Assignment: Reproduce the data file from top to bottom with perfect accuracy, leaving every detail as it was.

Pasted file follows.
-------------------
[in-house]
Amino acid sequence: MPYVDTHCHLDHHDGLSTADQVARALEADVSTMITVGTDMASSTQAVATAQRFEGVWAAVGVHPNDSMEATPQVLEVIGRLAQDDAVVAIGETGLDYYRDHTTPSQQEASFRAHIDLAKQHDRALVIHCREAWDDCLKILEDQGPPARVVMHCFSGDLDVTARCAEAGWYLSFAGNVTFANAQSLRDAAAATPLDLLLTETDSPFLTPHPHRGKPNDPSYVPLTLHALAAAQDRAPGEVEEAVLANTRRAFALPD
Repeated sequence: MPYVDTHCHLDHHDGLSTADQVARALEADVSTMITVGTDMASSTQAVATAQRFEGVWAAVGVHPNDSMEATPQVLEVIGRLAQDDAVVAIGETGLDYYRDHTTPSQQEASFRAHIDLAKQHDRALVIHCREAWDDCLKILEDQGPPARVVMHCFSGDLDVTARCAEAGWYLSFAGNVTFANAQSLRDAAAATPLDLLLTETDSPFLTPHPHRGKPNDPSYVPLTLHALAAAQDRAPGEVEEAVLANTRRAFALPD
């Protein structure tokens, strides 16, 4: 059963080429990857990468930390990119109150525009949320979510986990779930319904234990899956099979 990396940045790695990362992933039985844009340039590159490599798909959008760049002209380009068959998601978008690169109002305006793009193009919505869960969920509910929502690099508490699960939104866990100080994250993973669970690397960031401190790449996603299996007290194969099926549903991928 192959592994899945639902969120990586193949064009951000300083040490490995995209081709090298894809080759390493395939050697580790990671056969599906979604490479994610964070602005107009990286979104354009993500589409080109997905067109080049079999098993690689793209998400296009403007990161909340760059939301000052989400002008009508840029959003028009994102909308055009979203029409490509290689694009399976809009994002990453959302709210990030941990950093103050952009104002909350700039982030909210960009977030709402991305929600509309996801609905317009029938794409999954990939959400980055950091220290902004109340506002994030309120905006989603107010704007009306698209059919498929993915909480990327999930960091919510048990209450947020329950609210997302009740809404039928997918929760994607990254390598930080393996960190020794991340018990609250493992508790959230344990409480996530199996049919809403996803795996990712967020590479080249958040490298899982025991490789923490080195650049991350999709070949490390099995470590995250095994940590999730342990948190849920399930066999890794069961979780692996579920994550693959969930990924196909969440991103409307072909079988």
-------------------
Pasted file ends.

[in-house]
Amino acid sequence: MPYVDTHCHLDHHDGLSTADQVARALEADVSTMITVGTDMASSTQAVATAQRFEGVWAAVGVHPNDSMEATPQVLEVIGRLAQDDAVVAIGETGLDYYRDHTTPSQQEASFRAHIDLAKQHDRALVIHCREAWDDCLKILEDQGPPARVVMHCFSGDLDVTARCAEAGWYLSFAGNVTFANAQSLRDAAAATPLDLLLTETDSPFLTPHPHRGKPNDPSYVPLTLHALAAAQDRAPGEVEEAVLANTRRAFALPD
Repeated sequence: MPYVDTHCHLDHHDGLSTADQVARALEADVSTMITVGTDMASSTQAVATAQRFEGVWAAVGVHPNDSMEATPQVLEVIGRLAQDDAVVAIGETGLDYYRDHTTPSQQEASFRAHIDLAKQHDRALVIHCREAWDDCLKILEDQGPPARVVMHCFSGDLDVTARCAEAGWYLSFAGNVTFANAQSLRDAAAATPLDLLLTETDSPFLTPHPHRGKPNDPSYVPLTLHALAAAQDRAPGEVEEAVLANTRRAFALPD
């Protein structure tokens, strides 16, 4: 059963080429990857990468930390990119109150525009949320979510986990779930319904234990899956099979 990396940045790695990362992933039985844009340039590159490599798909959008760049002209380009068959998601978008690169109002305006793009193009919505869960969920509910929502690099508490699960939104866990100080994250993973669970690397960031401190790449996603299996007290194969099926549903991928 192959592994899945639902969120990586193949064009951000300083040490490995995209081709090298894809080759390493395939050697580790990671056969599906979604490479994610964070602005107009990286979104354009993500589409080109997905067109080049079999098993690689793209998400296009403007990161909340760059939301000052989400002008009508840029959003028009994102909308055009979203029409490509290689694009399976809009994002990453959302709210990030941990950093103050952009104002909350700039982030909210960009977030709402991305929600509309996801609905317009029938794409999954990939959400980055950091220290902004109340506002994030309120905006989603107010704007009306698209059919498929993915909480990327999930960091919510048990209450947020329950609210997302009740809404039928997918929760994607990254390598930080393996960190020794991340018990609250493992508790959230344990409480996530199996049919809403996803795996990712967020590479080249958040490298899982025991490789923490080195650049991350999709070949490390099995470590995250095994940590999730342990948190849920399930066999890794069961979780692996579920994550693959969930990924196909969440991103409307072909079988």